than 3km from the hustle and bustle of
They are among the few — just
seven intact, single-title, quarter-acre
(1011square metres) sections are left
in downtown Auckland and the eight
suburbs that border it.
Another three sections between 1215sq
m and 1451square metres also remain.
Together, those 10 residential sections
represent the last of a disappearing way
of life in the most central suburbs of our
biggest city — a home and a chunk of
land big enough for a veggie garden, fruit
trees and energetic children.
As Auckland has grown, many sections
we live on have shrunk, sliced up to
host many more homes than originally
Drive through large swathes of the city
and you could be forgiven for thinking
the dream of the quarter-acre, pavlova
paradise is dead.
The change is, unsurprisingly, most
pronounced in central suburbs, although
some areas, such as Ponsonby and
Freemans Bay were never quarter-acre
Other parts of Auckland are also
transforming, and will continue to do
so as intensification increases under the
proposed Unitary Plan, the rulebook for
city development for the next 10 years.
But holdouts remain.
The Smiths, who have lived in their
turn-of-the-20th-century villa on a
1011square metre section of Parnell’s
Alberon Street since 1979, are among
a tiny number of central Auckland
homeowners who have resisted the
marching tide of progress.
And though they could have cashed in
years ago, they have no regrets. “ We love
it here,” Lydia Smith said as she showed
the couple’s rambling garden.
They have ripped out the agapanthus
but original fruit trees, sturdy cabbage
trees and towering pohutukawa remain.
Most of their neighbours have letters
attached to the end of their street
numbers, but they had always resisted the
temptation to subdivide, she said.
The couple paid $53,000 ($278,000
in 2015 dollars) for their four-bedroom
villa, after negotiating $10,000 off the
asking price, in part because the property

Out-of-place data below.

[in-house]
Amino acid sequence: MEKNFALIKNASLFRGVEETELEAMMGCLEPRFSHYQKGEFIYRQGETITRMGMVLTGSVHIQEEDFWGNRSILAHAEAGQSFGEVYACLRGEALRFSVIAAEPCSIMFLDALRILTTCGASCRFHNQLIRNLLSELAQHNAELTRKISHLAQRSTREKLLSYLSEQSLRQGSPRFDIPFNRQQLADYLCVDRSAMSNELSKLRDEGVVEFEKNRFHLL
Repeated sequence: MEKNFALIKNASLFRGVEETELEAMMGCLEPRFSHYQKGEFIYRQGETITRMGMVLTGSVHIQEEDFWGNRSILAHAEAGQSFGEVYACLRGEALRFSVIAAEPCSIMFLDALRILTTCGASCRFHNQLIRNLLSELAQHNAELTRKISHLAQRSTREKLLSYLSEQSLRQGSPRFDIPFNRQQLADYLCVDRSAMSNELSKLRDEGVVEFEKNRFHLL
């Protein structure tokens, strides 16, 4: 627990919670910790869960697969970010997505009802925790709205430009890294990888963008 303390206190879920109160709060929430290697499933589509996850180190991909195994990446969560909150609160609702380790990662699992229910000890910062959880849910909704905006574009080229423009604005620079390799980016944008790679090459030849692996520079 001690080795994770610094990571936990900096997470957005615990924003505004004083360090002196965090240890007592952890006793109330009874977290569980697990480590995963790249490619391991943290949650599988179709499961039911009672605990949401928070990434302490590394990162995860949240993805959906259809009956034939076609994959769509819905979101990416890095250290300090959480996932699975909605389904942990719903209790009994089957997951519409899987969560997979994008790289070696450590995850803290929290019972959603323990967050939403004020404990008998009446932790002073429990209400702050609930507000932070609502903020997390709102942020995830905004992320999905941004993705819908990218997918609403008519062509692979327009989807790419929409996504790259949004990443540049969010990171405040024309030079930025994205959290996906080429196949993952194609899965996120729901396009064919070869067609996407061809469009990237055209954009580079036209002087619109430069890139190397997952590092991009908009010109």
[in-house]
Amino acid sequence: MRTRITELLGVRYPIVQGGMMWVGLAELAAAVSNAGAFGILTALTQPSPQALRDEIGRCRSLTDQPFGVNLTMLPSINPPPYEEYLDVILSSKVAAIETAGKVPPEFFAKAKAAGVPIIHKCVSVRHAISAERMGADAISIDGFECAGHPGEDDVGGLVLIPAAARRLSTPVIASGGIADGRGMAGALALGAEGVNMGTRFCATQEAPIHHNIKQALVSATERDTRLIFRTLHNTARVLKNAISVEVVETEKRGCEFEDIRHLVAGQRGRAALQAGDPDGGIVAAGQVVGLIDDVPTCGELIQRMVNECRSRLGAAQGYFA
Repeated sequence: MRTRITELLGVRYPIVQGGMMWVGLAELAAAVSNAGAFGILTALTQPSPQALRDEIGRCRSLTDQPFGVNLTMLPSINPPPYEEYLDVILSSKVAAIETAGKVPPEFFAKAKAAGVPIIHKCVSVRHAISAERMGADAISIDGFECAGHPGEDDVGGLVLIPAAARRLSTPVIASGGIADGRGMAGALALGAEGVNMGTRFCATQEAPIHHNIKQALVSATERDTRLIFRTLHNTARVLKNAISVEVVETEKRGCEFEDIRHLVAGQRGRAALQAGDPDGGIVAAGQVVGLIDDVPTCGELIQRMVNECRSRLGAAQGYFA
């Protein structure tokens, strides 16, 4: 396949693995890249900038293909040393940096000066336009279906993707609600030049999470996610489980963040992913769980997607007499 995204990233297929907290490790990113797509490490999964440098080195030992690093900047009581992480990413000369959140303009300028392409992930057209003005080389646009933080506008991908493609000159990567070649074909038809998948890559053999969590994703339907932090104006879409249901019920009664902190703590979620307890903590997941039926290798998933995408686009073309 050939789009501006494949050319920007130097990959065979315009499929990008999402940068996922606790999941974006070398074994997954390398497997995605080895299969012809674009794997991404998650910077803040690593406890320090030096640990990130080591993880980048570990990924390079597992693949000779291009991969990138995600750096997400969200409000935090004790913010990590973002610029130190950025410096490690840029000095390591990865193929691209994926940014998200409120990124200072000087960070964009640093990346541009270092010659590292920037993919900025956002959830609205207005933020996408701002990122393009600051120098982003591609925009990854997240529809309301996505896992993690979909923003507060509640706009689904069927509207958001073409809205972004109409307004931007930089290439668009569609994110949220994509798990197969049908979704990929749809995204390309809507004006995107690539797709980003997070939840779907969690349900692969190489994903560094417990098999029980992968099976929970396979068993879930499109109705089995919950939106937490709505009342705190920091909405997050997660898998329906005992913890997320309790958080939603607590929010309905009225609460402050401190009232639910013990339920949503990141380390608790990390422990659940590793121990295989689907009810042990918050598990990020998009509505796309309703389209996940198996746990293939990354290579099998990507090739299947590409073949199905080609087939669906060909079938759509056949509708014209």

was in what was then considered to be a
less-desirable part of Parnell.
“It was a lot of money back then. Mt
Eden (properties) were in the $30,000s so
I thought this was about right.”
Their choice of location was driven by
austerity — the newly-introduced carless
days law meant the couple, raising two
children, wanted to be close enough to
walk to jobs in the central city, Ian Smith
said. “ This wasn’t upmarket then. It was
the university side of Parnell.”
Amazingly, they faced significant
criticism from family members ner vous
about the house’s age. It was extensively
renovated in the early 1980s and while
the Smiths did not want to say what the
property might be worth now, it has a
capital value of $2.7m.
Their children are now raising families
of their own so they are open to selling
at some point but no firm decisions have
been made. Multiple real estate agents
were frequently in touch, Lydia Smith
Sir Thomas Thorp is another quarter-
acre hold-out. The 89-year-old bought his
Judge Street home for $300,000 ($1.57m
in today ’s dollars) in 1979.
The property, which borders Martyn
Fields Reserve and has breathtaking
views of Waitemata Harbour, has a
capital value of $2.6m.
A former high-profile High Court
judge, Sir Thomas said real estate agents
called about twice a month, but he did
not want to sell the home in which he
raised a family.
“I’m staying here while I can. It’s a
superb place, private and close to the
city. I haven’t thought of subdividing. I’m
hoping it will go to a decent-sized family
when I move.”
Barfoot and Thompson managing
director Peter Thompson said widespread
subdivision of quarter-acre sections began
in the late 1980s and had gained pace
“Certainly, the number of quarter-acre